"In my 30 years of doing this, I've always felt people with kidney disease and protein in their urine were a different breed than people who don't have the protein," Spry said. "If you have the albumin you have a greater chance of dying of heart disease. They've made the link."

He said more people should be advised to diet and exercise, quit smoking and even go on medications, he said. There also should be more trials to see if statins widely used to lower cholesterol in heart patients are safe for kidney patients.

Dr. Jeffrey Quartner, chief of cardiology at MedStar Union Memorial Hospital, agreed that it would be helpful to know earlier who might develop potentially fatal heart problems.

He said the kidney tests could serve as a "red flag" and could add to the overall evaluation of a patient. But he cautioned that it should not be the only test a doctor considers.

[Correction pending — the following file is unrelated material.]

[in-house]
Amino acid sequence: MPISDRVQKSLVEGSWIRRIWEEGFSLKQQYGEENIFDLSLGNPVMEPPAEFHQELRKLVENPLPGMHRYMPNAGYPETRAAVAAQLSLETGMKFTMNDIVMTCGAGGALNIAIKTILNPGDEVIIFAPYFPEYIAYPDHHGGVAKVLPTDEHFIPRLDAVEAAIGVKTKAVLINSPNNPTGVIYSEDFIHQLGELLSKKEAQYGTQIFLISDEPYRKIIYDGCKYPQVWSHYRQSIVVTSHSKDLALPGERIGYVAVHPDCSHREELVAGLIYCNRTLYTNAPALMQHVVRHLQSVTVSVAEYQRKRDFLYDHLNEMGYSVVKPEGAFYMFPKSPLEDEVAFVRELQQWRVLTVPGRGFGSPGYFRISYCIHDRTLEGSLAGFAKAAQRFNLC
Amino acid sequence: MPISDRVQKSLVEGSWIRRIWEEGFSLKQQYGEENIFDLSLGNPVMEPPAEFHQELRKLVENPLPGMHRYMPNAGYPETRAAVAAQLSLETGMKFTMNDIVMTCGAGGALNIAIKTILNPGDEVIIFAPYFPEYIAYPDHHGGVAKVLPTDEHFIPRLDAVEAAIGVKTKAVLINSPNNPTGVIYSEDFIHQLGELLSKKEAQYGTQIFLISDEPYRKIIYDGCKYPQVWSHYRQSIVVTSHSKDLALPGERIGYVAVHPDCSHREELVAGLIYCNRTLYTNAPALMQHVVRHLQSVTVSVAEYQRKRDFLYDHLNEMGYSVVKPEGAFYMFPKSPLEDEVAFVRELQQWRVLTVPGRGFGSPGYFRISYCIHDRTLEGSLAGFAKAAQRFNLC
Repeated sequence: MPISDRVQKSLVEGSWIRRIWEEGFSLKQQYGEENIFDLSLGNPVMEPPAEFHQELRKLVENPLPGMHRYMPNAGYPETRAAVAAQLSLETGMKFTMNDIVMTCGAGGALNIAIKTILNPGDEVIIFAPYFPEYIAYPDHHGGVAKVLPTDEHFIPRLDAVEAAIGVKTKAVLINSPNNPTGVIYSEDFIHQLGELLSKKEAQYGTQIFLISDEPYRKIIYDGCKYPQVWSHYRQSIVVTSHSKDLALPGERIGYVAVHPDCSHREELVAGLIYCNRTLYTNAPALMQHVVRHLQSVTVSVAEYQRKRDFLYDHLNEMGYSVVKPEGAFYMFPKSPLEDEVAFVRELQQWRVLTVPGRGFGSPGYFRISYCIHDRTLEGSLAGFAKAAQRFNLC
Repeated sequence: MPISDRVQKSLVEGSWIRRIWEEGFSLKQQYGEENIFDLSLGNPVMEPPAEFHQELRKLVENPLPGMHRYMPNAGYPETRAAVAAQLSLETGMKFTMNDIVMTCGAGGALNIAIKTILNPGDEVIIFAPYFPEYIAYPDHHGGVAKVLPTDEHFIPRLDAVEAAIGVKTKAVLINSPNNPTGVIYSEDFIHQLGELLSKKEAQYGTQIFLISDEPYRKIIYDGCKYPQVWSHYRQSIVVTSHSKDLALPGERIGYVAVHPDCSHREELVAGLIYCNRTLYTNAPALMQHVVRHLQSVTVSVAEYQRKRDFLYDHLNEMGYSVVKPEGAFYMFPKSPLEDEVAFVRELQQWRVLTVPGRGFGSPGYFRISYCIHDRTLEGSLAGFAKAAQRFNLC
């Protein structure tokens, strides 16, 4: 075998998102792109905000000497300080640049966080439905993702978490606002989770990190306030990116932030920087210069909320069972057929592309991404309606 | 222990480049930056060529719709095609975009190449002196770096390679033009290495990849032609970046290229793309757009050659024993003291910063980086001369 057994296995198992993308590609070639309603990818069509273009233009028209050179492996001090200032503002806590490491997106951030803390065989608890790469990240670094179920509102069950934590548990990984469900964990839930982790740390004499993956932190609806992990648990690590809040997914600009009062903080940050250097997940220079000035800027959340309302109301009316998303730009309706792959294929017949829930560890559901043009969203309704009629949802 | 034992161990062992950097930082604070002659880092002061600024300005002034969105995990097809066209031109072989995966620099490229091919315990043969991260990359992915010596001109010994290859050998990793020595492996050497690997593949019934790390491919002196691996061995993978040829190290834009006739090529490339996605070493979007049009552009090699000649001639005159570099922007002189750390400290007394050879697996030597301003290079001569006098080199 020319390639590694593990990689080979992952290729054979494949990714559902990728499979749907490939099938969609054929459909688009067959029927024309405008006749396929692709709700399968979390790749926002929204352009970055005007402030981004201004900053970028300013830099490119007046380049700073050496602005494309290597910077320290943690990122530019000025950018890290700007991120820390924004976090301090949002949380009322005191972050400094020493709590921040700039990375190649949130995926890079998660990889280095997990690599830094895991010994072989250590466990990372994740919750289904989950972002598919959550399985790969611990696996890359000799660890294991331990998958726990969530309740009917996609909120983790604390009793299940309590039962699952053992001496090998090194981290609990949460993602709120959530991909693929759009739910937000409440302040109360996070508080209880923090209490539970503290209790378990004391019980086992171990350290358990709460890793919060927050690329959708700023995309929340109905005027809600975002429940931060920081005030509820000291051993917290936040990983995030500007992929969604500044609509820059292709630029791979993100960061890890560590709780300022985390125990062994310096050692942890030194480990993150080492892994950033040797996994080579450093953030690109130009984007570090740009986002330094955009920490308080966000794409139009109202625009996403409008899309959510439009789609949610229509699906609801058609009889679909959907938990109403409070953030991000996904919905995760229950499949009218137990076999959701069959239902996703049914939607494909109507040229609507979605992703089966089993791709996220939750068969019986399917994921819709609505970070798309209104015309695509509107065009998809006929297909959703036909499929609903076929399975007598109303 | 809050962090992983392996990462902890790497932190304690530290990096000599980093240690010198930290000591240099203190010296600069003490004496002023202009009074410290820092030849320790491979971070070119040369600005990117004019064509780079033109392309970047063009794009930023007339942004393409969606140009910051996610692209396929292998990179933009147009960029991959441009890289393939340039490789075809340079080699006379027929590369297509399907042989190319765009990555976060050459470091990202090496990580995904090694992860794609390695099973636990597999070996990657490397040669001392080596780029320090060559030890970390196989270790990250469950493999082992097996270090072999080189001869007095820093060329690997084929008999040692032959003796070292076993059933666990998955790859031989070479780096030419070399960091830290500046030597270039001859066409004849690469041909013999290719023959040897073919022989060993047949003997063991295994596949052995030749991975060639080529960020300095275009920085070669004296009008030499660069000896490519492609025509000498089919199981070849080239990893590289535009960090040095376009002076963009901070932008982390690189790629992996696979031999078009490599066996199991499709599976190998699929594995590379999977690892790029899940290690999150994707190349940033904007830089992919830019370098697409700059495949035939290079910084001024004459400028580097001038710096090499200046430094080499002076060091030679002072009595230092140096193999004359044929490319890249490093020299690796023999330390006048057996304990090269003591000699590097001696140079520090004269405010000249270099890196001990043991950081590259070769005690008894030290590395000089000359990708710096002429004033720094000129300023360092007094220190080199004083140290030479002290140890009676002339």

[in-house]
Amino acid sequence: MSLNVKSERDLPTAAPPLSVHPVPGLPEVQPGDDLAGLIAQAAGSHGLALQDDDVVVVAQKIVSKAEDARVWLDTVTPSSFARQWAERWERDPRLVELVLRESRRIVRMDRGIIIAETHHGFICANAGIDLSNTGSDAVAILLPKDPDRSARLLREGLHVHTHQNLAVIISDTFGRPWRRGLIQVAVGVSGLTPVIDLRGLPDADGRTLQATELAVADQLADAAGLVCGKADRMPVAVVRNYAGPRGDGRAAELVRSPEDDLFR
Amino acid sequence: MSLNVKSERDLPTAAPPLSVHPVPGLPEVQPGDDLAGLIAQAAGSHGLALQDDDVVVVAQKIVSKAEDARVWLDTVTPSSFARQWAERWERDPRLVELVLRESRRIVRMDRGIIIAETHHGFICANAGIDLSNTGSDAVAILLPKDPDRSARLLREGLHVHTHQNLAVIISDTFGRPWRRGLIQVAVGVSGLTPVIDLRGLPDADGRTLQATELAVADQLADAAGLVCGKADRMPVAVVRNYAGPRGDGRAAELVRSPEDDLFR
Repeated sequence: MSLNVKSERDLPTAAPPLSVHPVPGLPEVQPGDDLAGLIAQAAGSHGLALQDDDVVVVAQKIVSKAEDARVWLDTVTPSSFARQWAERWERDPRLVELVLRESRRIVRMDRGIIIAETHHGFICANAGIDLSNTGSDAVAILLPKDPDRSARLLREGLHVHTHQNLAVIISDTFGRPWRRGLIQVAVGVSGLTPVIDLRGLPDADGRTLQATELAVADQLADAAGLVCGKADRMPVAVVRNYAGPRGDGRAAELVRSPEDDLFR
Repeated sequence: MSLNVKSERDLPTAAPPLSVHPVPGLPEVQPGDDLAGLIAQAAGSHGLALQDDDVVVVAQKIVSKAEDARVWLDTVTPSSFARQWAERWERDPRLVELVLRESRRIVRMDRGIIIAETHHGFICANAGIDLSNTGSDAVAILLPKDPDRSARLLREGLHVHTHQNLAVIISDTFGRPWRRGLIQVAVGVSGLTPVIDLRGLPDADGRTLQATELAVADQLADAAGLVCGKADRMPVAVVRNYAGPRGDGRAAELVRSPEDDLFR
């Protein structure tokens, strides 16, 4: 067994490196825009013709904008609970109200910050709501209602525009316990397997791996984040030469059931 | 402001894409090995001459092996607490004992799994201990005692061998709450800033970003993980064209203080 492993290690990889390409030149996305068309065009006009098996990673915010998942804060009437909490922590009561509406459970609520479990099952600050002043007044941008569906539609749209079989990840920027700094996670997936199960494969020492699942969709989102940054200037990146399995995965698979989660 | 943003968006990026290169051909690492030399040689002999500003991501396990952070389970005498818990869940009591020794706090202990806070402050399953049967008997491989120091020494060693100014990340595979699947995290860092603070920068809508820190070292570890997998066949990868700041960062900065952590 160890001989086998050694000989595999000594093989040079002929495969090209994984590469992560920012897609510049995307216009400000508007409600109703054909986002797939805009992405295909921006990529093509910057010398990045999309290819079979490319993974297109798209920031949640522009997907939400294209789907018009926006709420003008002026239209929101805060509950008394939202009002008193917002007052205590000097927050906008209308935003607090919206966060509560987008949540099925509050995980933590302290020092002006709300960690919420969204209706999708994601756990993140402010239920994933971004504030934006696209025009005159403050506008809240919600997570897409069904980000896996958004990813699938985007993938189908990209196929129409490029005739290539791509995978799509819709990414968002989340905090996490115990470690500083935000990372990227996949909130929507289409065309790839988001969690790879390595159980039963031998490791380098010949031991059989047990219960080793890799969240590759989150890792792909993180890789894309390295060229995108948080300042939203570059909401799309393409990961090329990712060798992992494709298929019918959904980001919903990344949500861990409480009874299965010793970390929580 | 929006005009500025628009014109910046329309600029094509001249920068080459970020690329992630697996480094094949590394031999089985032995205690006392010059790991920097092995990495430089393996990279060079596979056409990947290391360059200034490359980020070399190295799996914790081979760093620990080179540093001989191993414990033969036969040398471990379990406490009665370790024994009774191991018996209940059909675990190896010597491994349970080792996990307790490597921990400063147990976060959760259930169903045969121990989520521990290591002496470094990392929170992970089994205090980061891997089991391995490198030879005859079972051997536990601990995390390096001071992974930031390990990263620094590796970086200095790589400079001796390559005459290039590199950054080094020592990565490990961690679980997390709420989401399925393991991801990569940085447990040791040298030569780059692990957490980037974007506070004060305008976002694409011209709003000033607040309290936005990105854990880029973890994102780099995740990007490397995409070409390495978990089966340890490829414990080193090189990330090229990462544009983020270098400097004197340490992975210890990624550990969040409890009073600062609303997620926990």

A full evaluation, considering all the risk factors — such as other health problems, lifestyle choices and family history — would help a doctor determine if steps such as medications are necessary, he said.

Quartner called the study a "good first observation" and said calculators showing more specific risk would be even more helpful.

"All doctors want to do is identify people earlier who may be at risk for a problem and put them on the right pathway, and ultimately reduce their risk and keep them healthier as they age," he said.

"The real take-home here is if you find there is damage to kidneys and the patient has not yet had anyone look at their heart function," he said, "they ought to be looked at."